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Multivitamins for Iron Deficiency: A Guide for Parents

Expertly reviewed by Chris Icamen · Dietetics and Nutrition

Written by Vincent Sales · Updated Mar 09, 2022

    Multivitamins for Iron Deficiency: A Guide for Parents

    Multivitamins, when taken daily, can help provide a good foundation for health on top of protecting you when dealing with stress, lack of sleep, or not getting regular exercise. Nutritionist Dawn Lerman explains that even with a so-called “perfect” diet, these issues can make it tough for the body to properly absorb nutrients. An iron deficiency, in particular, can result in a decrease in energy, lower brain function, and red blood cells that are not as healthy.

    Importance of Iron in Multivitamins

    Iron is a mineral that the body uses to make two proteins: namely hemoglobin and myoglobin. Hemoglobin helps the red blood cells move oxygen from your lungs to the rest of your body. Meanwhile, myoglobin brings oxygen to your muscles. Iron is also important in making hormones, as well as tendons, ligaments, and other connective tissue.

    “Iron should be in your multivitamin, but not everyone needs the same amount of iron,” Lerman advises. With iron being essential for rapid growth and development, it is particularly important when a child is growing up. Children who get anemia from lack of iron sometimes develop learning problems. Parents thus need to be more aware if something as significant as iron is present in the multivitamins that their child is taking.

    Iron Deficiency in Babies

    Approximately 10% of infants and toddlers don’t get enough iron. Premature or underweight babies may not have a lot of iron. Even a full-term baby only has enough iron for a few months before eventually running out. If not restocked, this early lack of iron could lead to behavior and attention problems later.

    One study assessed the effectiveness of multivitamins with iron as prophylaxis against iron deficiency and anemia in infancy. The subjects included full-term, healthy infants as parents administered multivitamins with or without iron orally for three months. When administered daily starting at six months, standard-dose multivitamins with iron appear to reduce anemia prevalence at nine months of age.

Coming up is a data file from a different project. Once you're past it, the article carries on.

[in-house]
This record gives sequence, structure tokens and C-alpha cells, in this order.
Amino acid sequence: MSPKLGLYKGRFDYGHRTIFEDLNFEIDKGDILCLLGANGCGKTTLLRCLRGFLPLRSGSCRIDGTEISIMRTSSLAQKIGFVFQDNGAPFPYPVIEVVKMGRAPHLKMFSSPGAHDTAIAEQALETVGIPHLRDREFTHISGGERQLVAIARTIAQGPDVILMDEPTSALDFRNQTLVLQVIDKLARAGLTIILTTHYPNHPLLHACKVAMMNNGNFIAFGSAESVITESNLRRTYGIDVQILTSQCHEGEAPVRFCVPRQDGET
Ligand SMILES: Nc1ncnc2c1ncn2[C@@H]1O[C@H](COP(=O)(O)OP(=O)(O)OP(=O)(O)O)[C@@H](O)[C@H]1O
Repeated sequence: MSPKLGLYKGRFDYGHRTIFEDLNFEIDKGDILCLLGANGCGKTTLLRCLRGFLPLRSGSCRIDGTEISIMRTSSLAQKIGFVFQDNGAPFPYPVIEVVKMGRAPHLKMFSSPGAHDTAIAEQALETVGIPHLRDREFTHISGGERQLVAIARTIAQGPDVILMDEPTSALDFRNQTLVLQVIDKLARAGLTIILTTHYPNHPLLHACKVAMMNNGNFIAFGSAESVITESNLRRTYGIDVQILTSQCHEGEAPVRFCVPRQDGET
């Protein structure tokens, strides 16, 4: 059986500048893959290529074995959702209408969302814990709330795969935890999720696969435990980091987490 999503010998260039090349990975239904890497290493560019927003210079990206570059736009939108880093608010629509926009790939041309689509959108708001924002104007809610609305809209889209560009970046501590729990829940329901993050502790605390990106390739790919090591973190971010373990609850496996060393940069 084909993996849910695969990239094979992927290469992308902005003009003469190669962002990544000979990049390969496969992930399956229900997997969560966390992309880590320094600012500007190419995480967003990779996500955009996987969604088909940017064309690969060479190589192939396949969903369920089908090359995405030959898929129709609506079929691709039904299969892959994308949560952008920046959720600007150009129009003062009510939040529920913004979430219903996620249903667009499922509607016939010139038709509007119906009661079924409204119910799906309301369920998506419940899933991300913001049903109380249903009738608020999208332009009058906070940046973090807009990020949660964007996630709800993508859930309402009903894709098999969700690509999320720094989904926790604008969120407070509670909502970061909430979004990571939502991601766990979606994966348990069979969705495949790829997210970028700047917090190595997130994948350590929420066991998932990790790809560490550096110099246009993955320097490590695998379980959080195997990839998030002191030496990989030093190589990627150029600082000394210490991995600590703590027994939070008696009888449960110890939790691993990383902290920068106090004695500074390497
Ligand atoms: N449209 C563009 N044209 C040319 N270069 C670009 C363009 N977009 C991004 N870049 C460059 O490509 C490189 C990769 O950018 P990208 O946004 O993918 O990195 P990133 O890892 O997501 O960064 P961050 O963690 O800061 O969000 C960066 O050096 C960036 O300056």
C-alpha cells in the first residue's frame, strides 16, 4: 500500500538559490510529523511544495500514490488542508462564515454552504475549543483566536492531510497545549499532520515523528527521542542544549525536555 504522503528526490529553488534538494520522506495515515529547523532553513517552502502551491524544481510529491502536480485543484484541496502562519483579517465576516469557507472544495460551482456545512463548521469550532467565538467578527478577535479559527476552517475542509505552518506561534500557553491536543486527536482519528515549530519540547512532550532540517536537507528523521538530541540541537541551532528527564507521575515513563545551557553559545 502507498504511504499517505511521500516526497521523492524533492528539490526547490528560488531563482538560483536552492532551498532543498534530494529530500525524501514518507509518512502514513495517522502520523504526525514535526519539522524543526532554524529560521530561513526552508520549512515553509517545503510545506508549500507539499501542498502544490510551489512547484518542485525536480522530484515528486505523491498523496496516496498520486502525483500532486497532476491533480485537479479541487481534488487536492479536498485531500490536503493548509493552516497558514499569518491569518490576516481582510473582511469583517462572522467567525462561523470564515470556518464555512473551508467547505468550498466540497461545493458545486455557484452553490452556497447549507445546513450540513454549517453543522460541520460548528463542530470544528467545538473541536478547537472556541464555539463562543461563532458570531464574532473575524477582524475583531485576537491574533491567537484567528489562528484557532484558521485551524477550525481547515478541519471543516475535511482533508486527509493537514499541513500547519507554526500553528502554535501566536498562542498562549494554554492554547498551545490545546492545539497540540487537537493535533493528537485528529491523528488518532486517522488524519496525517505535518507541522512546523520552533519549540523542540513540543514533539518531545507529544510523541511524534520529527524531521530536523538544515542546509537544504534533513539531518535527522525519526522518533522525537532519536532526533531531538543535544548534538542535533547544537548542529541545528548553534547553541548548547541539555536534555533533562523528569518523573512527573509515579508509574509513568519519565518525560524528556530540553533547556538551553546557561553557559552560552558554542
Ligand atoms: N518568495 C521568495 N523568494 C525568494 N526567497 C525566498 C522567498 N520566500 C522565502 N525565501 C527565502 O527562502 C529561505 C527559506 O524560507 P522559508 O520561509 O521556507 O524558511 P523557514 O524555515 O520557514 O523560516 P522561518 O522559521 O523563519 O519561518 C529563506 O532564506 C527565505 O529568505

In another study, multivitamins with iron were not effective in preventing iron deficiency or anemia in nine-month-old infants. However, effective prevention and treatment of maternal anemia during pregnancy and giving multivitamins with or without additional iron during infancy may prove to be important approaches to the prevention of iron deficiency among high-risk children.

    iron deficiency

    Does Your Child Need Multivitamins?

    Furthermore, Jay L. Hoecker, M.D. says that “multivitamins aren’t necessary for most children who are growing normally.” He adds that while many young children can be picky eaters, it doesn’t necessarily follow that these children are suffering from nutritional deficiencies because many common foods are fortified with important nutrients including iron.

    Talk with your child’s doctor if you’re concerned about whether they are getting the recommended level of vitamins and minerals. A multivitamin may be helpful for the child in the following situations:

    • There is a delay in physical and developmental growth (failure to thrive).
    • Certain chronic diseases or food allergies are in the child.
    • The child has a restrictive diet, such as a strict vegan diet.

    If the child’s doctor recommends a multivitamin, choose one that is designed for your child’s age group. In addition, make sure it does not provide more than 100% of the daily value of vitamins and minerals. Finally, keep multivitamins out of the child’s reach. Emphasize that these are not candy.

    Key Takeaway

    While multivitamins with iron can be a foundation for good health and help the body compensate for any deficiencies, it does not necessarily mean that children must take multivitamins. Studies involving babies and toddlers have shown that multivitamins with iron can help reduce anemia. Still, it is advisable for parents to talk to their children’s doctor to determine if they need to start taking multivitamins.

     Learn more about Child Health here.


    Hello Health Group does not provide medical advice, diagnosis or treatment.

    Expertly reviewed by

    Chris Icamen

    Dietetics and Nutrition

    Written by Vincent Sales · Updated Mar 09, 2022

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